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J Soc Gynecol Investig. 2000 Sep-Oct;7(5):309-12.

Changes in serum levels of vascular endothelial growth factor in males and females throughout life.

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  • 1Second Department of Obstetrics and Gynecology, University of Athens, Athens, Greece.

Abstract

OBJECTIVES:

To study serum levels of vascular endothelial growth factor (VEGF), a potent angiogenic factor, during distinct periods of the female life span and compare them with corresponding levels of age-matched males. It is hypothesized that VEGF might be increased at periods of enhanced angiogenesis.

METHODS:

Venous blood was drawn from healthy females (n = 59) and males (n = 53) divided into six groups: fetuses (cord blood), neonates, children, adults (same females in the proliferative and secretory phases of their menstrual cycle), pregnant, and elderly (postmenopausal). Serum VEGF levels were measured by an enzyme immunoassay.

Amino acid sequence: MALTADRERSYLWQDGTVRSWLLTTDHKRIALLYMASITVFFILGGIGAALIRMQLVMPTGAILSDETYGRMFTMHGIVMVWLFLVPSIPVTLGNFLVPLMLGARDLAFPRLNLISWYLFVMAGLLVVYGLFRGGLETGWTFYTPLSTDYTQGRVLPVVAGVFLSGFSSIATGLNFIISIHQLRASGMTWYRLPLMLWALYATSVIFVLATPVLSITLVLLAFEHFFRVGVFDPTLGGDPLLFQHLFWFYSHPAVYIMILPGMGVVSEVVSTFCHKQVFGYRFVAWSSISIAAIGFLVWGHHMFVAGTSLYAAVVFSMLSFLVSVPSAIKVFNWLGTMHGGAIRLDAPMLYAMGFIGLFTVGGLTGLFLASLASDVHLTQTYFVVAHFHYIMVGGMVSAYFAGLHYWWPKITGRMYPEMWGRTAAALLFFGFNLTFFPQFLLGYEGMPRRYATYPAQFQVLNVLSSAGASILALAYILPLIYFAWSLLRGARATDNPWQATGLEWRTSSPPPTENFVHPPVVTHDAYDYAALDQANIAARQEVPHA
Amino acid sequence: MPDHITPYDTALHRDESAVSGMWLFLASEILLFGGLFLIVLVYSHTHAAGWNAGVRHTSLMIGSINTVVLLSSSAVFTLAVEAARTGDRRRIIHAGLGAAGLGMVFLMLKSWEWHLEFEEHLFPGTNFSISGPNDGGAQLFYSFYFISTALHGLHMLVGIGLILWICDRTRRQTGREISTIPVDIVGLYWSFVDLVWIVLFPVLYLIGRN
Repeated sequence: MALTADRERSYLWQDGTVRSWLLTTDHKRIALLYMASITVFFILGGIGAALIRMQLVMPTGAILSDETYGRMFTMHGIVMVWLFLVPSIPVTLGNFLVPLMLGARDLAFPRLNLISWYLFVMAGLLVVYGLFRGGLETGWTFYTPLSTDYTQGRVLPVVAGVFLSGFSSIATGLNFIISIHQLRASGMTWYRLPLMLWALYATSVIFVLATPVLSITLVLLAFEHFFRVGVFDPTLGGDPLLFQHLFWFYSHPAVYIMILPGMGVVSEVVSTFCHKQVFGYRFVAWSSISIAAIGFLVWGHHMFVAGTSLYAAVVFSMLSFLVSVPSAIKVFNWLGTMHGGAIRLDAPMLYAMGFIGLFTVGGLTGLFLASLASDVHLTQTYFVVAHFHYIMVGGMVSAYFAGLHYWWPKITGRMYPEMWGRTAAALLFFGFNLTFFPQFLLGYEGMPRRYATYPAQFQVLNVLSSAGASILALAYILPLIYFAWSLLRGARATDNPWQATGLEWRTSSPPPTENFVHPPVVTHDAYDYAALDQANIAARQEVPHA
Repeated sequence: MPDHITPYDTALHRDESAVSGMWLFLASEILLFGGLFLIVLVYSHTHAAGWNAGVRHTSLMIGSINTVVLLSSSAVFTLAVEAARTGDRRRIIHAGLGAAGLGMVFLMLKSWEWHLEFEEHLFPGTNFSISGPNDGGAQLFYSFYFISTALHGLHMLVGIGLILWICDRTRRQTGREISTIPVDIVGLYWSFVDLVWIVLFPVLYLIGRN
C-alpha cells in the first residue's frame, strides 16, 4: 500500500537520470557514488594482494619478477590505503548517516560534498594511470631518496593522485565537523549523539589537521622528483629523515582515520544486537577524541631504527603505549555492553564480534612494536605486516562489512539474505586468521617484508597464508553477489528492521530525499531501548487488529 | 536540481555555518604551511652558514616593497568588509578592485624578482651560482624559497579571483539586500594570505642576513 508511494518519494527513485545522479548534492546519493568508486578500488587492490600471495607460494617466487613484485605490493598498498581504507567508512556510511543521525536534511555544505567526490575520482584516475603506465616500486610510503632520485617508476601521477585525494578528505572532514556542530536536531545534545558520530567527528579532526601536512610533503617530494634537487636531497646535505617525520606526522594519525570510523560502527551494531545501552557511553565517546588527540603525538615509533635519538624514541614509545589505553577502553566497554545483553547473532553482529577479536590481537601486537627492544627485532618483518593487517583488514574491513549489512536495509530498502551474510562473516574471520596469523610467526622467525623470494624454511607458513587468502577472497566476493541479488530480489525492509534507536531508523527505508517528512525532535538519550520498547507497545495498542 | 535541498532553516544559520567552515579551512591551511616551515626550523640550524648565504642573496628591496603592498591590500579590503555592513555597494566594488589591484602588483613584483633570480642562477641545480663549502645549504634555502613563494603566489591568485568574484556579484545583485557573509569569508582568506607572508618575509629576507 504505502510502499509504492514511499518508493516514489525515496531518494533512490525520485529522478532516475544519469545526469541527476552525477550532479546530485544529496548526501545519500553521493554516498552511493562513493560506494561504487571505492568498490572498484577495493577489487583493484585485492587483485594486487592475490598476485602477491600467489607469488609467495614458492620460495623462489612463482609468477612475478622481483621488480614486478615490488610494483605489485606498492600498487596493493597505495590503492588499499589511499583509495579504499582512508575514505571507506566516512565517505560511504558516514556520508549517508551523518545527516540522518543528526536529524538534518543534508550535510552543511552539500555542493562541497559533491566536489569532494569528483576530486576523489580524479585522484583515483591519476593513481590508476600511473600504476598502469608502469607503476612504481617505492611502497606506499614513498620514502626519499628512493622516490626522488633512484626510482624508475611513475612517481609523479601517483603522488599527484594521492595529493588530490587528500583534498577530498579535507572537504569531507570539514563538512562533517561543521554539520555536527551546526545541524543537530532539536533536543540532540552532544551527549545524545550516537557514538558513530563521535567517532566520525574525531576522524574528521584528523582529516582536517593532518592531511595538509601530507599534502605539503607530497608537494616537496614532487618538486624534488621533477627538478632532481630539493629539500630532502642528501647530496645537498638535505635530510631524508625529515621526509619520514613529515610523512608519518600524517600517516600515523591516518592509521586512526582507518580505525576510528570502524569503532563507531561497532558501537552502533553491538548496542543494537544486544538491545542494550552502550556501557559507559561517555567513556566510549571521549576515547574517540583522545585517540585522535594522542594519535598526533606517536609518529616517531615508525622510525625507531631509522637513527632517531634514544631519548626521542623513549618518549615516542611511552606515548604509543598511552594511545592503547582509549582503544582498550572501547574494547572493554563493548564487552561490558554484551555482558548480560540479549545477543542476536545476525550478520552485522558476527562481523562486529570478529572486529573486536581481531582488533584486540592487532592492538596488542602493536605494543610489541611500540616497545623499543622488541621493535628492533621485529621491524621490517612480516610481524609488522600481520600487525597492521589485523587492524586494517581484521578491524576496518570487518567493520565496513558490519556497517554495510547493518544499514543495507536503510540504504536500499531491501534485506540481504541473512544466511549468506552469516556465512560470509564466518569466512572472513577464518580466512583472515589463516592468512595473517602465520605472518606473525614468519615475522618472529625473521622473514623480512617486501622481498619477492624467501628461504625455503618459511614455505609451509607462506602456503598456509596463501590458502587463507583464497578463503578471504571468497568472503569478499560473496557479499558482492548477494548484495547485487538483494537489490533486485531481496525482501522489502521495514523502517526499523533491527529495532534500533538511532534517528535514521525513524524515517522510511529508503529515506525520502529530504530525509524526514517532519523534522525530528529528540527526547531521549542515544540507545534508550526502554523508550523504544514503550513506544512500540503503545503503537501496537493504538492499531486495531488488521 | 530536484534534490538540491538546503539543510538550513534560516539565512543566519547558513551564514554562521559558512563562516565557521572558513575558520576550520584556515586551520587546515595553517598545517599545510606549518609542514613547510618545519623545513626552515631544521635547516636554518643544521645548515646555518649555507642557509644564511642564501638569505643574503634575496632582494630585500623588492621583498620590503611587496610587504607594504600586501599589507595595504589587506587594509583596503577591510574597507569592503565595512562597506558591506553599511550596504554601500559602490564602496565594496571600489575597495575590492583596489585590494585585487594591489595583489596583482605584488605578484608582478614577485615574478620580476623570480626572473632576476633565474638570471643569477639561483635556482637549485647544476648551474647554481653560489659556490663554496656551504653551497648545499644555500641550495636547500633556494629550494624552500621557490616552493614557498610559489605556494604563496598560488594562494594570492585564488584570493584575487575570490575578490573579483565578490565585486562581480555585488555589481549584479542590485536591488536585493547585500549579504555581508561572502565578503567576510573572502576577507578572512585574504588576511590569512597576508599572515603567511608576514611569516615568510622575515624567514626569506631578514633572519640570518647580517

RESULTS:

Females showed 49% higher serum VEGF levels than males (t = 2.74, P = .01). Cord and neonatal blood levels were significantly increased compared with those of adults (t = 2.41, P = .02, and t = 5.81, P = .0001, respectively). All female age groups presented higher serum VEGF levels than the group of women in the proliferative phase of the cycle; nevertheless, VEGF levels in the secretory phase did not differ (t = 1.85, P = .07).

CONCLUSIONS:

Serum VEGF levels are higher in females than in males and during life periods characterized by enhanced growth and development, implying increased rates of angiogenesis.

PMID:
11035284
[PubMed - indexed for MEDLINE]
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